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Medicine you shouldn't take with food

Diet & Health

These 10 Food-Drug Combinations Can Harm or Kill You

Medicine you shouldn't take with food

Medications should be taken as prescribed and with proper care, but while most people know not to combine them with alcohol or other prohibited drugs, not many are aware that mixing certain medicine with certain food could also prove dangerous and even deadly.

Jack Fincham, a professor of pharmaceutical and administrative sciences at the Presbyterian College School of Pharmacy in the United States, believes this lack of awareness is a serious issue that needs to be addressed. To help educate the public, he has put together a list of the 10 most common and dangerous food-drug combinations that should be avoided, and some might surprise you:

1. Warfarin and Leafy Greens

Raw spinach in brown bowl

Warfarin (Coumadin) is a powerful blood thinner (anticoagulant) generally used to prevent thrombosis, a condition that leads to the formation of blood clots in the blood vessels. The drug should not be consumed with leafy greens like Kale, beet greens, spinach and other greens that are rich in Vitamin K.

Apparently, too much Vitamin K can lead to blood clotting, which counteracts the anticlotting effects of Warfarin and increases the risk of developing a blood clot. Fincham says you don’t need to completely eliminate leafy greens from your diet while taking Coumadin, but their consumption should be limited.

2. Statin Drugs and Grapefruit

Cut Grapefruit

Statin drugs are designed to lower cholesterol, but a compound in grapefruit and grapefruit juice binds with the active ingredient in the drugs and prevents them from effectively doing their job.

Considering that cholesterol is formed when our bodies are at rest, Fincham advices people suffering from high cholesterol to take statin drugs at bedtime so that they can safely enjoy a grapefruit in the morning.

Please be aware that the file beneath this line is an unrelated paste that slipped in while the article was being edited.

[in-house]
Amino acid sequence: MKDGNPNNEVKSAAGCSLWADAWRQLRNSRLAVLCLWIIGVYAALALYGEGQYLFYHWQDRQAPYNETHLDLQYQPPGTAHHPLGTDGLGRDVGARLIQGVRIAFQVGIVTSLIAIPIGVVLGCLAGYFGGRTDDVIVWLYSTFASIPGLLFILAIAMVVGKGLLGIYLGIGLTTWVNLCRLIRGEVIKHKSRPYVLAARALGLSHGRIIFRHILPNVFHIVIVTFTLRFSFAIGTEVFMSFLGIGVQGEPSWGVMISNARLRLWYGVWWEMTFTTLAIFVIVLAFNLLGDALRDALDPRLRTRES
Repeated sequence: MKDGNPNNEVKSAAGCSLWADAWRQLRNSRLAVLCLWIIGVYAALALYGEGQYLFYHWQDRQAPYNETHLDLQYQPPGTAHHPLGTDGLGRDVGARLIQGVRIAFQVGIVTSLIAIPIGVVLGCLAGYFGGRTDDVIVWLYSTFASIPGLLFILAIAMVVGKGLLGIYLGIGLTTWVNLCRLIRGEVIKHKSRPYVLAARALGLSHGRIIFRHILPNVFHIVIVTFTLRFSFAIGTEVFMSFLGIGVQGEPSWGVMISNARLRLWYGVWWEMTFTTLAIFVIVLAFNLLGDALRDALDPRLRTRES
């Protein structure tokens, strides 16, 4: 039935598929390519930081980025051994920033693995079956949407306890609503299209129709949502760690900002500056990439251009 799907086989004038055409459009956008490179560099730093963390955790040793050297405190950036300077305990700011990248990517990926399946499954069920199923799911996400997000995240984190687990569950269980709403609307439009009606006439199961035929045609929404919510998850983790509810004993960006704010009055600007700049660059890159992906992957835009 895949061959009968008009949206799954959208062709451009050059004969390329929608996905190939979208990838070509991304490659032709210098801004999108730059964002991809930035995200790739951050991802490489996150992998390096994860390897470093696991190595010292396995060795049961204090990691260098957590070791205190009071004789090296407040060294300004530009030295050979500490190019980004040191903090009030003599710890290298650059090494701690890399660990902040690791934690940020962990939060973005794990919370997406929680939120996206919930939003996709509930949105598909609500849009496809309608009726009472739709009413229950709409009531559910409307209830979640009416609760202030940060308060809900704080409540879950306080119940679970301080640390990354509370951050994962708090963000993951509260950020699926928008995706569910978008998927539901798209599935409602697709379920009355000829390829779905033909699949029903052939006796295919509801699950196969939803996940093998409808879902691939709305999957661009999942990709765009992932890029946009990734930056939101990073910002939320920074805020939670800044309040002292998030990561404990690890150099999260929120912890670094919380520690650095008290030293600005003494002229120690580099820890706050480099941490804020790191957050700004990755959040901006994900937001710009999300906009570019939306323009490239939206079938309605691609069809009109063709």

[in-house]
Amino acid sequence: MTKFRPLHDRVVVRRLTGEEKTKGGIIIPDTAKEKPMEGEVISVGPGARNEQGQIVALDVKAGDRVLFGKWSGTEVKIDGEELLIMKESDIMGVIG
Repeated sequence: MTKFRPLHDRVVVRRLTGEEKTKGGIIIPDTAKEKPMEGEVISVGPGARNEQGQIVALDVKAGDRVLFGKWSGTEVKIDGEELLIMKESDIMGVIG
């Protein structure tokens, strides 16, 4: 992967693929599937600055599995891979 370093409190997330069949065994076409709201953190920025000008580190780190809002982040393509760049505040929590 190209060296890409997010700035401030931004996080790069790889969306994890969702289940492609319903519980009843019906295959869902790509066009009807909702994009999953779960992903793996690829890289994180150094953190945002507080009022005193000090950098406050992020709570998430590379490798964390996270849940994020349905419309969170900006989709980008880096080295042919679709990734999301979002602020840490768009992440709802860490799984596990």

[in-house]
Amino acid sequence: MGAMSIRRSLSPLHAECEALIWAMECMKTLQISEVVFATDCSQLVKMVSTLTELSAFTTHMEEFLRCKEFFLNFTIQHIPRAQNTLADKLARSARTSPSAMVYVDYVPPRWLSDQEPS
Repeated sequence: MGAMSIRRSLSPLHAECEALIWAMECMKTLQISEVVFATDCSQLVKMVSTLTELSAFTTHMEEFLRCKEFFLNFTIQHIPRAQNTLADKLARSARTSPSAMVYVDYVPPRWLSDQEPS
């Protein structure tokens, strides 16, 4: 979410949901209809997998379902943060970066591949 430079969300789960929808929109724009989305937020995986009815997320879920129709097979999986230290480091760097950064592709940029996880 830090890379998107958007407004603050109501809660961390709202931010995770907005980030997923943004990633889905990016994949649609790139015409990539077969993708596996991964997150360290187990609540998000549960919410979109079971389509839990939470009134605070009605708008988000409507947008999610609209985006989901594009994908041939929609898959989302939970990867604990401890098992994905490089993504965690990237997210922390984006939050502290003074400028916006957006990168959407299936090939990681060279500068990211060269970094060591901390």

3. Blood Pressure Drugs and Dried Fruits

Dried Fruits

The main goal of blood pressure drugs is to control blood pressure and bring it back down to a normal level, a goal compromised by potassium.

Fincham warns people taking blood pressure drugs that are ACE inhibitors or diuretic to avoid potassium-rich food like dried fruits, bananas, avocados, oranges and leafy greens, as well any salt substitutes. Consuming too much potassium together with such medication can lead to an irregular heartbeat or heart palpitations.

4. Antibiotics and Dairy Products

Milk pouring into cereal

Antibiotics treat infections or diseases caused by bacteria; however, according to Dr. Richard Liebowitz, an internist at the NewYork-Presbyterian Hospital, dairy products like milk, yogurt, cheese and other calcium-fortified foods (e.g. Orange Juice) impair the body’s ability to absorb the medicine and undermines their ability to cure infections.

If you’re going to take antibiotics, it’s best to consume the dairy product or calcium-fortified food of your choice an hour or two beforehand.

5. Antithyroid Drugs and High-Iodine Foods

Fresh seafood

Antithyroid drugs interfere with the body’s production of thyroid hormones by preventing iodine absorption in the stomach, thereby reducing common symptoms associated with hyperthyroidism.